Anonymous More than 1 year ago
Ive read this book several times in the past 2 years.. I have a difficult relationship with my mother and the way Sebold describes the mqin characters thought process, could not have been written nor described any better.. A great readifyour open minded to a not so happily ever after ending..
Anonymous More than 1 year ago
Not worth reading.
TheAlmostMoon More than 1 year ago
After reading, The Almost Moon, by Alice Sebold, it was not at all what I had expected it to be, considering it is a number one national bestseller. The main character, Helen Knightly, is a 49 year old, 20 year post-divorced mother of two adult children, living in the same small town she grew up in. She cares for her elderly mother who has been isolated in her own home since Helen was a child. Helen's mother has agoraphobia (fear of open spaces). Helen does not live with her mother. Both of her children have moved away. She has apparently grown up in a very dysfunctional family however; there is little development of any of the family characters, in my opinion, in the book. Her character is sketchy with attempts to portray the novel as exploring "the complex ties within families". I think there should be more time developing the characters. Helen's father committed suicide when she was in her teens, which was not really explained to my satisfaction, leaving her to grow up in an unbearable situation (a very strange mother). She seems to be very misguided making one bad decision after another in a 24 hour period. The books aim, seems to be total shock value, describing scenes in depth that are macabre in great detail and leaving out necessary detail in many parts. Although the details were not always pleasant to read, it was a great visual depiction of what was happening. I think Helen was portrayed as too waffling. The reader could not really defend what she was doing because there was no depth or personality developed. It seemed as if Helen were trying to maintain a positive attitude in the midst of huge family turmoil, but did not really come across as genuine. She had no long term relationships and could not face everyday challenges, so it is difficult to determine what really motivates her. I do not think the reader (not just myself) really felt they could understand what was going on under the exterior of the character. I don't think she really had grown or learned anything throughout the story. Helen doesn't take responsibility for what she leaves behind. This book did make me slightly interested in finding out where Helen would go after killing her mother and how the story would end. Nonetheless, I did not like this book. Overall it was disappointing. It was a dismal read. I have not read any other books by Alice Sebold and perhaps her other books are good. I think her descriptive writing is excellent. I believe the overall theme is, can we, "ourselves" control our destiny, or do those around us control it for us? That's for you to read and discover.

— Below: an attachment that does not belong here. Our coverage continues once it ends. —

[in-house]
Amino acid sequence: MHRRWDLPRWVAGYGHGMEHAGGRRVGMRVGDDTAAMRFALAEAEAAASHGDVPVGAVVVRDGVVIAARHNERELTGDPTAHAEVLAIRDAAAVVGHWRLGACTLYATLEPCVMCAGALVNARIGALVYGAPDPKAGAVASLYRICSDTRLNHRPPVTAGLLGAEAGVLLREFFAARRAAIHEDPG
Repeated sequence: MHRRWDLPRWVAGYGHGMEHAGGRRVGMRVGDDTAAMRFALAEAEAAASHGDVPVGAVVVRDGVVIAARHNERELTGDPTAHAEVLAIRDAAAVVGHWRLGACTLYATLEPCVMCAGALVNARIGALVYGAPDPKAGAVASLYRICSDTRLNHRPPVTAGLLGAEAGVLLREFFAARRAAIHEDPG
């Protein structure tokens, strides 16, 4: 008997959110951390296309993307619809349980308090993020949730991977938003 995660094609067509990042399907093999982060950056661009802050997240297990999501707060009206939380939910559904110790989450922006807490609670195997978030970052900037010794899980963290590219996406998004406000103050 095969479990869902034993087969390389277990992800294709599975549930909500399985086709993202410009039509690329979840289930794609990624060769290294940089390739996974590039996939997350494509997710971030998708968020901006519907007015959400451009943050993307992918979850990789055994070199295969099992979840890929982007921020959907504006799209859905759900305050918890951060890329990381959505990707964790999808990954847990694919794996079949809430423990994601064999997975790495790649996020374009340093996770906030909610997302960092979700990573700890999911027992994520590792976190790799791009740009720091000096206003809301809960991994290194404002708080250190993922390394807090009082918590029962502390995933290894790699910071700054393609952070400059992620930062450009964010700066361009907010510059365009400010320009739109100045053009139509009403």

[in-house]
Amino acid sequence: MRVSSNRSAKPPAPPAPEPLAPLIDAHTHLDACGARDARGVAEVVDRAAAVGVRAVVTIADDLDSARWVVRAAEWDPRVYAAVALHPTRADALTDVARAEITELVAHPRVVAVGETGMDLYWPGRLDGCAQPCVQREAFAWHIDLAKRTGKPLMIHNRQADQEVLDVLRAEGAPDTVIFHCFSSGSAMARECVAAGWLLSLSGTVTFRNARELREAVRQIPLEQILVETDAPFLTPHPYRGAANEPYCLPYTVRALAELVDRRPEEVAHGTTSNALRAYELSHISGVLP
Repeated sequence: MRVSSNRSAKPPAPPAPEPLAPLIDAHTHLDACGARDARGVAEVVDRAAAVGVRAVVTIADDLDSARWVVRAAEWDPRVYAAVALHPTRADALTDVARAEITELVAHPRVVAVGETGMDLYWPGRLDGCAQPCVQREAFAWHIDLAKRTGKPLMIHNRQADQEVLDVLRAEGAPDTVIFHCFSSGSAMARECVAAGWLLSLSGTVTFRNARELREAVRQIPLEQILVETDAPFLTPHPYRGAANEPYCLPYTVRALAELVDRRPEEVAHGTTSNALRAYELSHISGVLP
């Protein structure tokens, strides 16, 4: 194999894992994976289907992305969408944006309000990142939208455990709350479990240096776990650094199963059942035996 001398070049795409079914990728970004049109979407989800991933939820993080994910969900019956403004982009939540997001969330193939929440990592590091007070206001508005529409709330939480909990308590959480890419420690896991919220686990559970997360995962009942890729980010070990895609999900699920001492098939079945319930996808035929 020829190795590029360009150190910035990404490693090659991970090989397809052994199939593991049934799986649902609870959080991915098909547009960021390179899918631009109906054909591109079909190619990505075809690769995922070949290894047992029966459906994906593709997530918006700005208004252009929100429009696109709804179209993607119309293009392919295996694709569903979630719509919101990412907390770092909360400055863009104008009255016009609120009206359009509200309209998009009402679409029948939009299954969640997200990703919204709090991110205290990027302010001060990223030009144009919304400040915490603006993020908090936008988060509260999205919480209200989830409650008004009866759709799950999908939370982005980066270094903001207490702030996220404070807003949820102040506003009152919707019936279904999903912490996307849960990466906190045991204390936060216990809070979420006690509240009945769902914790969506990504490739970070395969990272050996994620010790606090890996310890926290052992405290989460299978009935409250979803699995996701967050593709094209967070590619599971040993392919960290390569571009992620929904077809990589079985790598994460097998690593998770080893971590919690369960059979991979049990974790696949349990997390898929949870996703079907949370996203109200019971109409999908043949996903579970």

Anonymous More than 1 year ago
Poorly developed characters and no ending.
lynnski0723 More than 1 year ago
Although quite disturbing and difficult to read in places, this book held my interest. I wanted to keep reading to see how it ended (which I didn't like, but won't ruin for others).
Anonymous More than 1 year ago
If it were possible, I would give Almost Moon a zero rating. There was nothing redeemable about this book. I should have stopped reading after the opening sentences. However, I stupidly did slough through half the book, hoping the characters would become less despicable and the plot line more interesting, With every page the book became darker and more hateful. A complete waste of valuable reading time.
Anonymous More than 1 year ago
I enjoyed Lovely Bones, but this book wasn't even close. The story and actions of the main character are disturbing. It took forever for me to get through the book... after finally reaching the end, which was horrible, I hated that I had wasted any time on it at all.
Anonymous More than 1 year ago
This was absolutely the worst book I have read in a while. The writing itself was a stream of consiousness disaster. The story line was no where near even remotely interesting and the ending does little to assuage that. As a matter of fact, it only confirms what you will already know to be a monumental waste of time.
tirednurse More than 1 year ago
I love the way that Alice Sebold writes. However, this story is disturbing on many levels. Clearly, Helen has serious mental health issues, not only killing her mother, but in her actions afterward. Not at all what I expected. The ending just left me shaking my head, and made me feel pretty normal!!
laws on LibraryThing More than 1 year ago
I found this book to be very dark. In the first few pages of the book, Helen has killed her mentally ill elderly mother. Helen 's life and childhood were not normal due to both her parents mental illness. Helen has finally had enough. Her mother wetting herself was the last straw. Why would anyone in their right mind do what Helen did? Many people have had bad childhoods and been abused like Helen. I believe Helen loved her mother in her warped way but still. This was sad for everyone: Helen's children, her ex husband, her friend.